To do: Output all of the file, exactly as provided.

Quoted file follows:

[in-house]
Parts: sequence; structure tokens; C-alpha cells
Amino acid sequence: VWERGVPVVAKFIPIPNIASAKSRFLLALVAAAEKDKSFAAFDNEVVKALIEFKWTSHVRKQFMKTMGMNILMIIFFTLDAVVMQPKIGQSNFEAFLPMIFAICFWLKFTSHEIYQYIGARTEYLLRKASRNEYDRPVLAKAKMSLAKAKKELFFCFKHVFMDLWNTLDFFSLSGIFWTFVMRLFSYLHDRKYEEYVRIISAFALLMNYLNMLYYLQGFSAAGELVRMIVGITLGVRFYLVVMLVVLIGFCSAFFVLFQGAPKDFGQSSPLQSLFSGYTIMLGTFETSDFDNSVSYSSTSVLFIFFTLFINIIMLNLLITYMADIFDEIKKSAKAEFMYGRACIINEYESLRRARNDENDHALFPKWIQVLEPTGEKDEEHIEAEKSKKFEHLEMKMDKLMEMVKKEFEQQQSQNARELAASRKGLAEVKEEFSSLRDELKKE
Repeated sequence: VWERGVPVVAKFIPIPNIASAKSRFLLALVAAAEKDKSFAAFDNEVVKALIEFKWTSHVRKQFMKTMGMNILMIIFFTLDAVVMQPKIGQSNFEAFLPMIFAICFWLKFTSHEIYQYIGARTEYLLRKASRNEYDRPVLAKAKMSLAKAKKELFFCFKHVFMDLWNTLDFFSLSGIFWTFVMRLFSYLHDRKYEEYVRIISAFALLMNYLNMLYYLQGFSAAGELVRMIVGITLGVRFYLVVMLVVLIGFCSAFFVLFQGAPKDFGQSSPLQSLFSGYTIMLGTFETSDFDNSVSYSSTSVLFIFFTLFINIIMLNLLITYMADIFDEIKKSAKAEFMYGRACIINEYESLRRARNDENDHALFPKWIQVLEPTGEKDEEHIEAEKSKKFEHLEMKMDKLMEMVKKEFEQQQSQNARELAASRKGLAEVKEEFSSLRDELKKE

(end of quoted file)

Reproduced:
[in-house]
Parts: sequence; structure tokens; C-alpha cells
Amino acid sequence: VWERGVPVVAKFIPIPNIASAKSRFLLALVAAAEKDKSFAAFDNEVVKALIEFKWTSHVRKQFMKTMGMNILMIIFFTLDAVVMQPKIGQSNFEAFLPMIFAICFWLKFTSHEIYQYIGARTEYLLRKASRNEYDRPVLAKAKMSLAKAKKELFFCFKHVFMDLWNTLDFFSLSGIFWTFVMRLFSYLHDRKYEEYVRIISAFALLMNYLNMLYYLQGFSAAGELVRMIVGITLGVRFYLVVMLVVLIGFCSAFFVLFQGAPKDFGQSSPLQSLFSGYTIMLGTFETSDFDNSVSYSSTSVLFIFFTLFINIIMLNLLITYMADIFDEIKKSAKAEFMYGRACIINEYESLRRARNDENDHALFPKWIQVLEPTGEKDEEHIEAEKSKKFEHLEMKMDKLMEMVKKEFEQQQSQNARELAASRKGLAEVKEEFSSLRDELKKE
Repeated sequence: VWERGVPVVAKFIPIPNIASAKSRFLLALVAAAEKDKSFAAFDNEVVKALIEFKWTSHVRKQFMKTMGMNILMIIFFTLDAVVMQPKIGQSNFEAFLPMIFAICFWLKFTSHEIYQYIGARTEYLLRKASRNEYDRPVLAKAKMSLAKAKKELFFCFKHVFMDLWNTLDFFSLSGIFWTFVMRLFSYLHDRKYEEYVRIISAFALLMNYLNMLYYLQGFSAAGELVRMIVGITLGVRFYLVVMLVVLIGFCSAFFVLFQGAPKDFGQSSPLQSLFSGYTIMLGTFETSDFDNSVSYSSTSVLFIFFTLFINIIMLNLLITYMADIFDEIKKSAKAEFMYGRACIINEYESLRRARNDENDHALFPKWIQVLEPTGEKDEEHIEAEKSKKFEHLEMKMDKLMEMVKKEFEQQQSQNARELAASRKGLAEVKEEFSSLRDELKKE